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Speed Networking: 3 or 20 Deep Connections For Your Event Participants?

Late in the afternoon one year at an SAP Inside Track #SITsv in Palo Alto, one of the participants taps me on the shoulder and says: “You know Mark, I love your event.” I am thinking “Well thanks :-)” and then “Oh, there is going to be a BUT” and here is what he said next: “Last year I walked away with a stack of probably 20 business cards. This year …” her raised his hand having just 3 lousy business cards in it. What happened?

Speed Networking made the difference. The year before right after the keynote we started off with a Speed Networking session and the year after we had so much content or just forgot.

Yes, it is similar to speed dating, and there will be some grumbling in the audience about it. But once you are over that little awkwardness, people engage and realize how powerful it is.

Here are the steps to run a successful Speed Networking session:

  • Ideally, you have a room with round tables that fit 5-8 people. If you don’t, just let people stand up and form a circle of 5-8 people.

  • You tell them the process:

    • Join 5-8 people that you don’t know.

    • Briefly introduce yourself. Why are you here?

    • Share one thing you hope to get out of this day.
      [If you do it later in the day: share what you have learned so far.]

    • Share a current challenge. [There may be someone who can help.]

  • You give them 10 minutes for every round. Give them a 2-minute warning to make sure everyone gets to speak.

  • Depending on how many people are in the room, how good they know each other already, and how much time you have, do 3-4 rounds.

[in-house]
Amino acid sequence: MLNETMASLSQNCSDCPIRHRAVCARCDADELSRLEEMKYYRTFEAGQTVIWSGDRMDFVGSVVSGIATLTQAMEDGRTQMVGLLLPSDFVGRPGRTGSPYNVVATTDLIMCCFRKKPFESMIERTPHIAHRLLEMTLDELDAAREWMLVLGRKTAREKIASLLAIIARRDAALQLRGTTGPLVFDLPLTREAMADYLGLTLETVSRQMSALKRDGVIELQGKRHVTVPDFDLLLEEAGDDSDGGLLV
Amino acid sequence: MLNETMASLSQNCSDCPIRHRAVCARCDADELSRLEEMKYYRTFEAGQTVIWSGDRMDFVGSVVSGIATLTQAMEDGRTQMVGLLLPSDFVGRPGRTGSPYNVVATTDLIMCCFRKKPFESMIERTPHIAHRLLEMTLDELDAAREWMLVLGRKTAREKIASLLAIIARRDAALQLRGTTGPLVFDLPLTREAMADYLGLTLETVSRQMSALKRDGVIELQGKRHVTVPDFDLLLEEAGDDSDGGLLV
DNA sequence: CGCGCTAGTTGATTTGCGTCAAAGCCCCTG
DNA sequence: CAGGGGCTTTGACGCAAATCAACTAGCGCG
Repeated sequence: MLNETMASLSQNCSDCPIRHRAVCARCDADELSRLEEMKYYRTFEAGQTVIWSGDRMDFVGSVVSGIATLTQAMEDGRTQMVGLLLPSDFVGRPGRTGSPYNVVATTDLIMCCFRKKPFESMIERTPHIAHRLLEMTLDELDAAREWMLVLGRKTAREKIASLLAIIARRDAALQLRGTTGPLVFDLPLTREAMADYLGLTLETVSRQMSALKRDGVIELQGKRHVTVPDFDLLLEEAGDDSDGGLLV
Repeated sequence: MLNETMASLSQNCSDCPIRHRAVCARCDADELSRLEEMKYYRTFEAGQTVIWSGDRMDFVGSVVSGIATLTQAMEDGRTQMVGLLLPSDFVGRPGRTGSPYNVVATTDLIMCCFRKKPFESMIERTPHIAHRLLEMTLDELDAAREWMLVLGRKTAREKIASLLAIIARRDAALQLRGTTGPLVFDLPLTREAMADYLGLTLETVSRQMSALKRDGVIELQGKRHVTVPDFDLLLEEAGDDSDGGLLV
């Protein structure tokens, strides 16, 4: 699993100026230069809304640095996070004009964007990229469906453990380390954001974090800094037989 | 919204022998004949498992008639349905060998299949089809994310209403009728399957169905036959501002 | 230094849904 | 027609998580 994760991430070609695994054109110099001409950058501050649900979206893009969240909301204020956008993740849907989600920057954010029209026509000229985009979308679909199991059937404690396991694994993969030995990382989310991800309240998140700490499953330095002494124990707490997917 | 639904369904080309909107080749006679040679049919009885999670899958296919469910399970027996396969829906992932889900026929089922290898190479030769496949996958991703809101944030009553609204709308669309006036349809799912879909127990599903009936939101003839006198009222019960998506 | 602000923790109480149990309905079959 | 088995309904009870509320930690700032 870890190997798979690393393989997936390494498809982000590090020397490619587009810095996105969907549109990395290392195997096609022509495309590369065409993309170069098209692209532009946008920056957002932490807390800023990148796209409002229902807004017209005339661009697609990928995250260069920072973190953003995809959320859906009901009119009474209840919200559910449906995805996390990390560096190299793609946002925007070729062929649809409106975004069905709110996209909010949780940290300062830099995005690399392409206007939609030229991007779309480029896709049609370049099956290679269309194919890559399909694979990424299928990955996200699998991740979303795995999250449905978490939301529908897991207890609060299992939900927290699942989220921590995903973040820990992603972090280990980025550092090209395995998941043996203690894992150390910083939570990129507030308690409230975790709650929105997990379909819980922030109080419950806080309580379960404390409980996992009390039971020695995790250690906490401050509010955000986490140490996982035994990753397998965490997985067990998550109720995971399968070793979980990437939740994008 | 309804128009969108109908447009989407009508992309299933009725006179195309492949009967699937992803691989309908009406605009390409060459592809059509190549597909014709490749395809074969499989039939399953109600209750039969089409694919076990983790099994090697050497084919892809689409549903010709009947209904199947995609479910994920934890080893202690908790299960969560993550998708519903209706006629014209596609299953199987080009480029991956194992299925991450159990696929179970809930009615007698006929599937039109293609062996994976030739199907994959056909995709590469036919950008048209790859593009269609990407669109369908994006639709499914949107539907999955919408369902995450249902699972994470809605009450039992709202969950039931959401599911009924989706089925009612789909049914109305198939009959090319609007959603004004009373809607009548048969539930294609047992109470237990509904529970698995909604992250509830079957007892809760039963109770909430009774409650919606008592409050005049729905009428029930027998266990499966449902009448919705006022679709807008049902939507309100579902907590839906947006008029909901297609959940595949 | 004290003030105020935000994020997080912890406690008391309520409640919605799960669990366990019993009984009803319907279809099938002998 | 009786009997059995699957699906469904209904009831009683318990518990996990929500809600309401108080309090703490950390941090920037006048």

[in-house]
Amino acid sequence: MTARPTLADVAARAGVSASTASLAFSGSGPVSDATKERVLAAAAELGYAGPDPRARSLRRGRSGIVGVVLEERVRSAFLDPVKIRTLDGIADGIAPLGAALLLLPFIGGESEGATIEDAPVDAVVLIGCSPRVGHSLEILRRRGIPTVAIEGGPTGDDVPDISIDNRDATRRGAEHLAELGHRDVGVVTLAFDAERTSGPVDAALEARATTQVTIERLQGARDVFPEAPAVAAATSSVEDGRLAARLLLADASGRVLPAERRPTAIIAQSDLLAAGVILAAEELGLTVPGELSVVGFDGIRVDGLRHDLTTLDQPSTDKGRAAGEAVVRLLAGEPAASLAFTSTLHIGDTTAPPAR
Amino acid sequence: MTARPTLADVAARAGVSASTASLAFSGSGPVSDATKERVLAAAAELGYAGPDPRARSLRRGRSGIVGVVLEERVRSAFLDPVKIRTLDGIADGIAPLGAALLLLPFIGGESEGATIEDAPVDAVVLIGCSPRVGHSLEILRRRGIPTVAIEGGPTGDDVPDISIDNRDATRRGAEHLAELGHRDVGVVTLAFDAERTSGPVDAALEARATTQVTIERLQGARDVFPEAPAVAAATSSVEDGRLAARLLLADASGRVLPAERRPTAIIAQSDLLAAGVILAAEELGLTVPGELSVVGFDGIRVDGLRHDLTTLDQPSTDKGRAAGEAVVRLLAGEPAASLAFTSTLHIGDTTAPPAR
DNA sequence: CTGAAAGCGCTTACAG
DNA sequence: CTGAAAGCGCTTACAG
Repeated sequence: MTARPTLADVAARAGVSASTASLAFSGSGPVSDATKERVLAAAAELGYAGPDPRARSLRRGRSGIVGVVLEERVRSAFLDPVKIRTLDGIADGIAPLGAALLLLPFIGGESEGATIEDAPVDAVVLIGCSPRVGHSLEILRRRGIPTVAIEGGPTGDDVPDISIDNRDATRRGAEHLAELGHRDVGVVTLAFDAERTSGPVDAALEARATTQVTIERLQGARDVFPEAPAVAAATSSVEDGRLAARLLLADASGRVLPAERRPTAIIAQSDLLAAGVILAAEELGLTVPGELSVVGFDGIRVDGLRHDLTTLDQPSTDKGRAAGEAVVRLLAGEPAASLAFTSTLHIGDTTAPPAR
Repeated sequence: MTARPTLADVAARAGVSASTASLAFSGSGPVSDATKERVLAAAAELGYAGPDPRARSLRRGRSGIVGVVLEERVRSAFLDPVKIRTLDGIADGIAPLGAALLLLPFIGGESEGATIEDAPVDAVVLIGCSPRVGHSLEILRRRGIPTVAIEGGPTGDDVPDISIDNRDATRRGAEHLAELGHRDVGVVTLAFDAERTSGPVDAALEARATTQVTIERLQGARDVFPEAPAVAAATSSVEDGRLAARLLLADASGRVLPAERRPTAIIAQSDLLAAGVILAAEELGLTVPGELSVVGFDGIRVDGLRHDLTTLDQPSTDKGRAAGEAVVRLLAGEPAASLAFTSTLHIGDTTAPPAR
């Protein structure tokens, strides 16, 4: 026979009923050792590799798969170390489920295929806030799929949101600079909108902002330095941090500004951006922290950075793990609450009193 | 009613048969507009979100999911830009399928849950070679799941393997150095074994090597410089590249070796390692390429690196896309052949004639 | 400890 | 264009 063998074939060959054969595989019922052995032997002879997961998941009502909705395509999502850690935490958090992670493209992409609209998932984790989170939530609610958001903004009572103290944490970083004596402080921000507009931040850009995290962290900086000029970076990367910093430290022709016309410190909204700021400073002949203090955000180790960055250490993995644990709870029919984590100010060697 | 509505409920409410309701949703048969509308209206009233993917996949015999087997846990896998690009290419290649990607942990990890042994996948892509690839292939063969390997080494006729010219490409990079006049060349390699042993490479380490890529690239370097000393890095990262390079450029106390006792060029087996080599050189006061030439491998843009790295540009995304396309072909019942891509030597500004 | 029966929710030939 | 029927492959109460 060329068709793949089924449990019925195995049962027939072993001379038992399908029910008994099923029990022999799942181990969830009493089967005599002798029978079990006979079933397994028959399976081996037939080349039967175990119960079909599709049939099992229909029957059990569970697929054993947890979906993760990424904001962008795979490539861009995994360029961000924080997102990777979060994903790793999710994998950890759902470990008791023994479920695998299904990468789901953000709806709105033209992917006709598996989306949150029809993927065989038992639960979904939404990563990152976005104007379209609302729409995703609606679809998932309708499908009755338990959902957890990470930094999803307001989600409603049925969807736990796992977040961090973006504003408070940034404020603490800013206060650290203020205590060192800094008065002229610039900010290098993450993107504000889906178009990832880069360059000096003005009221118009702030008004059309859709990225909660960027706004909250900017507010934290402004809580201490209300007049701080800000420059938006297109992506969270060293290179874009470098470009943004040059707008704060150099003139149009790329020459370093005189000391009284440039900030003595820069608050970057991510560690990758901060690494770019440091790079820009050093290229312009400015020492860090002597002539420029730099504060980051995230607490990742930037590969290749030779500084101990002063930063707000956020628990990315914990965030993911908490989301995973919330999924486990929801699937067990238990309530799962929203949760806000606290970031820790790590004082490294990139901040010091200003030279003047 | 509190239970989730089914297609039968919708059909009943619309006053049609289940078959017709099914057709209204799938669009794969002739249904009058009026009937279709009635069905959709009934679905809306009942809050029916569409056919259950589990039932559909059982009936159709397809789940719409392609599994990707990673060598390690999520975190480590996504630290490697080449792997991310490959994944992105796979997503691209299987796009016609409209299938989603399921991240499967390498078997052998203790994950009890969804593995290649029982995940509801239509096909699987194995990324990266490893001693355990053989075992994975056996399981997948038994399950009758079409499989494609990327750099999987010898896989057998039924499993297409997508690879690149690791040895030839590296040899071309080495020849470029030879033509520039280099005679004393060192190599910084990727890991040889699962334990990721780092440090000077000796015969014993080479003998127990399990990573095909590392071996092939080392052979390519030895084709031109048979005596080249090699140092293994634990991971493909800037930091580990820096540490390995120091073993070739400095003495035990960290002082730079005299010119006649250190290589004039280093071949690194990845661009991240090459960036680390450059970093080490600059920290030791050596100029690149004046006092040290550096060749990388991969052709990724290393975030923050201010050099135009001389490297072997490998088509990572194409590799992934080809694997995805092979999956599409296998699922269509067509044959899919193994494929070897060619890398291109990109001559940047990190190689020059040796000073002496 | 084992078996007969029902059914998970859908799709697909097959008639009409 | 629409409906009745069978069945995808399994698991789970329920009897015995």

Best time to do the Speed Networking session is right after your opening keynote on the first day and have a long coffee break right after. That way they can continue their interesting conversations. They can also reconnect with people from previous rounds or introduce people that need to talk: “You have this challenge and Lore is the woman that has a lot of expertise in that area, you two need to talk.”.

Bonus tip: If your audience is large and diverse, for the last round you can put topic signs in the middle of the tables. That way everyone can gather around and meet people from their biggest interest. Of course, hot topics may get mobbed. Split them up into smaller groups. Only do table signs for the last round, as you want to nurture cross topic pollination and serendipity.

Some say the best conversations at events are happening in the hallways. Speed Networking nudges everyone into brief hallway conversations with many people.  It gets the whole group into a new level of familiarity. That changes the dynamic for the whole event. People who are more familiar with each other are more active in discussions, more attentive, deepen their connections, engage and isn’t that the reason we are having the event in the first place?

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